Shaft (1971) - News Poster



Joel Freeman, Producer of 'Shaft' and 'The Heart Is a Lonely Hunter,' Dies at 95

Joel Freeman, Producer of 'Shaft' and 'The Heart Is a Lonely Hunter,' Dies at 95
Joel Freeman, a veteran at MGM who produced such films as Shaft, The Heart Is a Lonely Hunter and Love at First Bite, has died. He was 95.

Freeman died Sunday night at his home in Sherman Oaks after a long battle with Alzheimer's disease and lung cancer, a publicist announced.

Freeman, a nephew of Dore Schary, the head of production and later president of Metro-Goldwyn-Mayer in the 1950s, also worked as a production manager and assistant director during his lengthy Hollywood career.

He had a hand in such films as The Bachelor and the Bobby Soxer (1947), The Long,...
See full article at The Hollywood Reporter - Movie News »

Best of the Week: More Tom Cruise Movie Sequels, Fall Film Festival Guide and More

The Important News Franchise Fever: Tom Cruise said he won't do Top Gun 2 with CGI jets. Tom Cruise is also working on Edge of Tomorrow 2. Christopher McQuarrie revealed a big stunt idea for Mission: Impossible 6. Ivan Reitman claimed there is only one Ghostbusters movie in the works. Casting Net: Rachel McAdams confirmed she's in talks for Doctor Strange. Chris Pine signed on to play Wonder Woman's love interest. Tommy Lee Jones is joining the next Bourne movie. Jake Gyllenhaal is joining the Boston Marathon bombing movie Stronger. Remake Report: Shaft is being rebooted again as a comedy. New Directors/New Films: Christopher Nolan's next film is a short documentary on the Quay brothers...

Read More
See full article at »

‘Foxy Brown’ Blu-ray Review

Stars: Pam Grier, Antonio Fargas, Peter Brown, Terry Carter, Sid Haig, Juanita Brown, Harry Holcombe | Written and Directed by Jack Hill

With Shaft hitting it big in the cinema in 1971, grabbing an audience spanning both age and race, producers scrambled to find the next big blaxploitation franchise and star. In walked Jack Hill with his 1973 effort Coffy. Starring Pam Grier as a vigilante nurse, the film was a runaway hit for American-International Pictures who commissioned Hill to come up with a follow-up. Originally conceived as a sequel to Coffy, Aip decided at the last minute it did not want to do a sequel and thus Foxy Brown was born…

Foxy Brown stars Pam Grier as the street-smart yet intensely sexy titular character, whose undercover-agent boyfriend is gunned down on the orders of evil drug kingpins. Racked with grief and anger she stops at nothing to exact a thrillingly brutal revenge.
See full article at Blogomatic3000 »

Oscars 2013: The Big Night In GIFs

Oscars 2013: The Big Night In GIFs
Did you miss out on the 2013 Oscars? Couldn't stay up until the wee hours of the morning to watch Ben Affleck's heartfelt acceptance speech for "Argo," to see Jennifer Lawrence fall upwards towards victory, to witness Quvenzhané Wallis raise the roof? Well, no need for you to break out the ol' DVR and watch the whole thing start to finish — we have you covered with our rundown of the big night ... in GIFs!

Read on to relive the 85th annual Academy Awards in GIFs!

The broadcast began with a vision of the future: Captain James T. Kirk of the starship Enterprise traveling back in time to prevent Seth MacFarlane from ruining the Oscars.

The only way to fix his future Oscar mistakes? Implement more song-and-dance routines, like so:

The plan obviously worked, because it motivated standing applause from famous frown-face Tommy Lee Jones. (Perhaps he just hates the Golden Globes?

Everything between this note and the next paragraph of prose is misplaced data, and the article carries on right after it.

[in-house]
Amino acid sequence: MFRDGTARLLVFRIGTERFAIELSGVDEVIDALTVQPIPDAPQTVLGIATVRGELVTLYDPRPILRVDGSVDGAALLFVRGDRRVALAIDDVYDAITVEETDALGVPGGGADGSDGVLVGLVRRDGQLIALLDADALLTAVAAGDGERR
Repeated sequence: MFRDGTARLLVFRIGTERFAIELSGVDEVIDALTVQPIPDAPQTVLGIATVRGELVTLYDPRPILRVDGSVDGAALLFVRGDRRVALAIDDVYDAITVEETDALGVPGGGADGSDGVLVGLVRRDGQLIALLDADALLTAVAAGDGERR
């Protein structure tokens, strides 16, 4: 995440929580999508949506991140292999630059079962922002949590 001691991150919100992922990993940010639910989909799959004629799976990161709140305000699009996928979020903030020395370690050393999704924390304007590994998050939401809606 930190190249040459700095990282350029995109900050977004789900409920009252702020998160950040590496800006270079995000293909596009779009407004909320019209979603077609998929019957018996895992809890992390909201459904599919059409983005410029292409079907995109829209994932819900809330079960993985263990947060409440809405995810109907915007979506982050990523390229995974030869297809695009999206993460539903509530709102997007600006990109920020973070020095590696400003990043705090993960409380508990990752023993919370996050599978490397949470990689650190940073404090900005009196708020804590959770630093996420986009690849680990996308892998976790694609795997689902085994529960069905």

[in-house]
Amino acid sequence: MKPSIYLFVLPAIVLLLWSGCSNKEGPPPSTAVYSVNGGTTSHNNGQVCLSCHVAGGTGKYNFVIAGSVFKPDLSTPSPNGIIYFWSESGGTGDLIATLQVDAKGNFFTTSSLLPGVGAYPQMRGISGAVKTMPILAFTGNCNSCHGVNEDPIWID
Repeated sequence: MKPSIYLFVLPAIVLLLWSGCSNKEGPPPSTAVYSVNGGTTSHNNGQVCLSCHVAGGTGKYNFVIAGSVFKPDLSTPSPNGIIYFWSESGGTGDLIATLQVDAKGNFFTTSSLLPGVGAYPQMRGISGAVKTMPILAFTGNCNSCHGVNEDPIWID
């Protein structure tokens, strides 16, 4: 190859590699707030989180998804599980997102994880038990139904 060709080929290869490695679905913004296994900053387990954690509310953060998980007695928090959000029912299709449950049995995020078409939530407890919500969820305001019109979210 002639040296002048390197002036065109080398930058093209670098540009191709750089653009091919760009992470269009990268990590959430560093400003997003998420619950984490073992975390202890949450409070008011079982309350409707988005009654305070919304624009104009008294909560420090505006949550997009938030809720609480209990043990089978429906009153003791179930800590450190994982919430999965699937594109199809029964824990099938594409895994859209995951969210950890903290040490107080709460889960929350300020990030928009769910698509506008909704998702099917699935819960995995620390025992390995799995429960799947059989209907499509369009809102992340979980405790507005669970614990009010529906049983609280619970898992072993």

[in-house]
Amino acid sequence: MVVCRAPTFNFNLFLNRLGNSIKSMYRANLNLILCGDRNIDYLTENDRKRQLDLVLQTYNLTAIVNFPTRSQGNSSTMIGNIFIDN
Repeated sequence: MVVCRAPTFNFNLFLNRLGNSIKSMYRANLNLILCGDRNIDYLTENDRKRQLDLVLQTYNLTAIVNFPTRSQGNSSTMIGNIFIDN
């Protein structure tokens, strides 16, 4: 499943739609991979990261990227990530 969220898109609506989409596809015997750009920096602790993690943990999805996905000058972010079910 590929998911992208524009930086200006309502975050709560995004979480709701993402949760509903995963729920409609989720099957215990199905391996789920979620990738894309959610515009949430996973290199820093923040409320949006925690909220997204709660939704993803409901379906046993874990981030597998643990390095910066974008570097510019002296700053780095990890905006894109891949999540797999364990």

See full article at MTV Movies Blog »

Wonder Woman 1974 TV Pilot and Superboy: The Complete Second Season Debut on DVD December 11th

Wonder Woman 1974 TV Pilot and Superboy: The Complete Second Season Debut on DVD December 11th
The Warner Archive Collection continues its rollout of fanboy-centric DC Comics properties with the December 11 DVD release of the original 1974 television pilot, Wonder Woman, starring Cathy Lee Crosby; and the much-requested sophomore season of the Alexander Salkind & Ilya Salkind produced Superboy: The Complete Second Season.

Before Lynda Carter took the heroine back to World War 2 for her "New, Original" incarnation in 1975, statuesque tennis pro-turned-performer Cathy Lee Crosby swung the magic lasso in a very different TV incarnation of Wonder Woman. As developed by scribe John D.F. Black (Star Trek, Shaft), and seemingly influenced by her recent turn as a mod, cat-suited crime-fighter in the pages of her DC Comics home, this Amazon Princess was more superspy than superhero. Still, many of the expected wondrous elements from bracelets and lassos to Paradise Island and invisible jets all make an appearance, albeit with a sleek, seventies espionage super-action refit. Three years
See full article at MovieWeb »

Superboy & Wonder Woman Dvds: Coming December 11th

Before Lynda Carter took the heroine back to World War 2 for her “New, Original” incarnation in 1975, statuesque tennis pro-turned-performer Cathy Lee Crosby swung the magic lasso in a very different TV incarnation of Wonder Woman. As developed by scribe John D.F. Black (Star Trek, Shaft), and seemingly influenced by her recent turn as a mod, cat-suited crime-fighter in the pages of her DC Comics home, this Amazon Princess was more superspy than superhero. Still, many of the expected wondrous elements from bracelets and lassos to Paradise Island and invisible jets all make an appearance, albeit with a sleek, seventies espionage super-action refit. Three years before taking up residence on Fantasy Island, Ricardo Montalban plays laconic lothario Abner Smith, who lurks at the top of the conspiracy to make off with ultra-secret code books – leading Agent Prince to discover an Amazon sister-in-exile (Anitra Ford). Following the popular release of its